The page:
Published: The Financial Express, July 21, 2003
By Pradeep S Mehta
It’s a dog-eat-dog world. Whether it’s Iraq or the WTO, the USA will have its own will and way. In response to a critical article published early this month by Professor Jagdish Bhagwati in the Wall Street Journal, the US trade representative, Robert Zoellick, has countered in an article that if things (Doha Round) don’t move at Cancun, then the US will continue on its binge of bilateral trade deals. Let the world go to hell!
Bhagwati wrote that the binge showed that Zoellick is working like a handyman, busy filling potholes without a road map; that the US deserves better and that it should respond to the risk by foregoing other efforts to open markets. Zoellick responded: “This would both weaken our hand in the WTO and give up the benefits from advancing free trade on multiple fronts”. Bhagwati feels that Cancun may become another Seattle.
There is very little merit in this argument. Indeed, the run-up to Cancun has been miserable to say the least. Five deadlines have been missed. Frankly looking at the homework done at Geneva, governments would not like to risk an encore of Seattle. At Cancun, a decision is required mainly on the four Singapore issues (investment, competition, trade facilitation and transparency in government procurement). As things stand today, the decision may be to continue with the study process, because of widespread demands from the South, with the USA straddling the fence. “One needs to lower one’s expectations”, said the charismatic Malaysian trade minister Rafidah Aziz at a recent meeting in London. The meeting was not exactly a mini-ministerial but few Commonwealth trade ministers, business and civil society representatives had collected to debate the very same issues which are hogging space in Geneva. One important point which emerged at this meeting was that the Singapore issues need to be unbundled, so that competition policy and trade facilitation could move forward. Investment was clearly a no-no, and government procurement did not attract much favour. In this manner, the EU can at least get a part of the fig leaf to agree to move on agriculture. As things stand today, the EU is not agreeable to unbundling, but may relent at Cancun if other things are all right. In the WTO, one cannot say what may happen at the crux of the time. The last in the series of such informal talks at the ministerial level being held in the run-up to Cancun will be held at Montreal. The previous three such meetings took place in Australia, Japan and Egypt. There is a slender hope that the Montreal meeting might provide some impetus to the stalled WTO negotiations.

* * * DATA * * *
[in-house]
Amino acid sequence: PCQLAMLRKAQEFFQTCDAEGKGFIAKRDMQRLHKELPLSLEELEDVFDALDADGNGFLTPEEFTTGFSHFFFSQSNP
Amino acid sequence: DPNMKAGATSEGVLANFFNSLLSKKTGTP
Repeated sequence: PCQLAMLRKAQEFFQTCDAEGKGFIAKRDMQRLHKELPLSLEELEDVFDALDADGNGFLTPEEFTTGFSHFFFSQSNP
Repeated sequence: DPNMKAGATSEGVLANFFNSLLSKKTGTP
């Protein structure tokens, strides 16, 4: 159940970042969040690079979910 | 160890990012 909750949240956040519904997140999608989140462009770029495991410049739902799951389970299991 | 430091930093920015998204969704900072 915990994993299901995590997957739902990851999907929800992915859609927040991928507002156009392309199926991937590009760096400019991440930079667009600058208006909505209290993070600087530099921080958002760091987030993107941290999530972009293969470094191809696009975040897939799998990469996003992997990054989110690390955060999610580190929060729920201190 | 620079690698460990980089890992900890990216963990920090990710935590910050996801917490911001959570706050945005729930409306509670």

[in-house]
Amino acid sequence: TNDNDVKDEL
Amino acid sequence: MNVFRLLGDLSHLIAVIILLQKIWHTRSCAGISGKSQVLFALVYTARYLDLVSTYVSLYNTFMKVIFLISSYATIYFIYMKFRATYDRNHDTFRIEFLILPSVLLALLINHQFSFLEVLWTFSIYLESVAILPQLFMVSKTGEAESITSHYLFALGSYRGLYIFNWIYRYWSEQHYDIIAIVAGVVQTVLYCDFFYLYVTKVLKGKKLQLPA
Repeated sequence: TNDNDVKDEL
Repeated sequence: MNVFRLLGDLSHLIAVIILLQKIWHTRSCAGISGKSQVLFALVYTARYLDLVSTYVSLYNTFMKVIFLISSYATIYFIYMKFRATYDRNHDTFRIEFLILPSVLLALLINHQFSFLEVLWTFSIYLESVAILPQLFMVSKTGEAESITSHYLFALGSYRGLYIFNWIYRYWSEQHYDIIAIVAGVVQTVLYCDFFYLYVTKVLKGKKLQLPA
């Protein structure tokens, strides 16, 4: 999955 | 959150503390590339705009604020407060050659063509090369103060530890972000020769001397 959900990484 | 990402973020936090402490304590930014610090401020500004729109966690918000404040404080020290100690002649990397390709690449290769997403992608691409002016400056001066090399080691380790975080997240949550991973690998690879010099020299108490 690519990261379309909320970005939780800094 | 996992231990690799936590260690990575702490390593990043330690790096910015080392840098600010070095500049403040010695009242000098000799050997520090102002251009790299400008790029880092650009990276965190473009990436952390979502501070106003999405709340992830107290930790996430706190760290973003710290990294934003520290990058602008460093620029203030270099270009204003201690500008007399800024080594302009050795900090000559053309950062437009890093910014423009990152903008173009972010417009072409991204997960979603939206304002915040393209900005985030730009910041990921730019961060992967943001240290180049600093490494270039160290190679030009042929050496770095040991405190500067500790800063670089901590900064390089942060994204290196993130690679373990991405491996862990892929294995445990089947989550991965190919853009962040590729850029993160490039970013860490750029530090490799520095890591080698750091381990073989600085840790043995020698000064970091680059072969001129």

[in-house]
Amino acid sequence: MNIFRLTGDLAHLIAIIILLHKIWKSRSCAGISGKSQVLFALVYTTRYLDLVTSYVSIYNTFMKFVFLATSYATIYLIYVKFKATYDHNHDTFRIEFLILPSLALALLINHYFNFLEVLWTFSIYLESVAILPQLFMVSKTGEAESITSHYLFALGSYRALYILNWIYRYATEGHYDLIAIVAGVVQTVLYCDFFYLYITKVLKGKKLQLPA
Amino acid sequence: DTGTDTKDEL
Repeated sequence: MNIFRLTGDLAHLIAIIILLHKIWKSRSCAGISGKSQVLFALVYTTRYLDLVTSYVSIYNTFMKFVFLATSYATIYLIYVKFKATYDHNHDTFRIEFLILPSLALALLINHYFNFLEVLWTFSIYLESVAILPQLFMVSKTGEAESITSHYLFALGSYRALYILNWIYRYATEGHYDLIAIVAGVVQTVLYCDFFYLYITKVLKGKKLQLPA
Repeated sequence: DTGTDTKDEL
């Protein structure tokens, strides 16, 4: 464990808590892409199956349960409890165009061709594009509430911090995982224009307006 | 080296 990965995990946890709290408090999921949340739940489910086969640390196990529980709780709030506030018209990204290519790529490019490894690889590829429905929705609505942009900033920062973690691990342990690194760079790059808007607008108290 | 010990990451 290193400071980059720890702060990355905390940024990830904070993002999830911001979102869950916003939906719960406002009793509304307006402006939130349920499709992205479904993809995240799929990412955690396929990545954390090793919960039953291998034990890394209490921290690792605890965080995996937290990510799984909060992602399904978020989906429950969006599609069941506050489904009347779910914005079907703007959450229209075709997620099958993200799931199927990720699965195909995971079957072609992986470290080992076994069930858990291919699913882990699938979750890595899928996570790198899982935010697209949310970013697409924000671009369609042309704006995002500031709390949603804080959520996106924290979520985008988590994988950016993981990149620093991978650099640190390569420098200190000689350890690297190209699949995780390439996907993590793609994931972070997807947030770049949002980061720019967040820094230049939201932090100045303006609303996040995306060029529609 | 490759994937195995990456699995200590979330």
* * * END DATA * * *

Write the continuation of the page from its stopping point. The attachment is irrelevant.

The ‘Luxembourg compromise’ on reforming the subsidy-laden EU Common Agricultural Policy (CAP), followed by the proposed meeting between EU farm commissioner Franz Fischler with Mr Zoellick and the US agricultural secretary, Ann M Veneman, just prior to the Montreal mini-ministerial, is seen by many WTO members as a light at the end of the tunnel. However, it does not look so simple. At the meeting held earlier, the EU ministers made it clear that they do not intend to automatically translate internal reforms measures into firm WTO commitments. Instead, they will only agree to binding reductions in the most trade-distorting farm subsidies in return for concessions from its trading partners. The pound of flesh are the four Singapore issues.
Agriculture has always been a ‘deal-maker’ or ‘deal-breaker’ for WTO talks. This was also the principal reason for the failure of Seattle. The US wanted deep cuts in farm subsidies but opposed efforts to cut peak US industrial tariffs or reform anti-dumping rules. The EU and Japan resisted farm reforms while seeking new deals on investment and competition policy. One cannot but forget that the US and the EU are the two who need to do a tango on the core issues for the WTO talks to progress.
Since the Uruguay Round, the developing world has learnt a huge amount. They have tasted blood at Seattle and since Doha, have also flexed their muscles. If a deal between the EU and US is important, so too are developing country interests, such as mobility of labour. The Geneva process after Doha has only widened the gap between the rich and the poor and enhanced the mistrust. If Cancun has to succeed, crucial issues of TRIPs and Public Health, Special & Differential Treatment (S&DT) and Implementation must be resolved before that.
On July 18, the WTO General Council chairman put out a draft ministerial declaration noting: “The somewhat skeletal nature of this first draft is a reflection of the reality of our present situation. It reflects how far we still have to go in a number of key areas to fulfil the Doha mandates. The task ahead of us in the short time remaining before Cancun is to fill in the gaps in this draft so that it becomes a workable framework for action by Ministers”.
The Geneva delegates and WTO officials are unlikely to have any summer holidays this time, as they will be busy trying to get the draft ministerial text moving. The issue of lack of participation and transparency has been raised on several occasions. If this is not paid proper attention this time, this might become a deal breaker or a spoiler. Many large and small developing countries had put forward a paper in the General Council on this issue, but nothing moved forward. Therefore, at Montreal, apart from trying to make a deal on agriculture, members should also work out the process of negotiations which can be adopted at Cancun. More importantly, unlike in past, this time, small countries, particularly LDCs, should not be left out of the process of negotiations or informal consultations.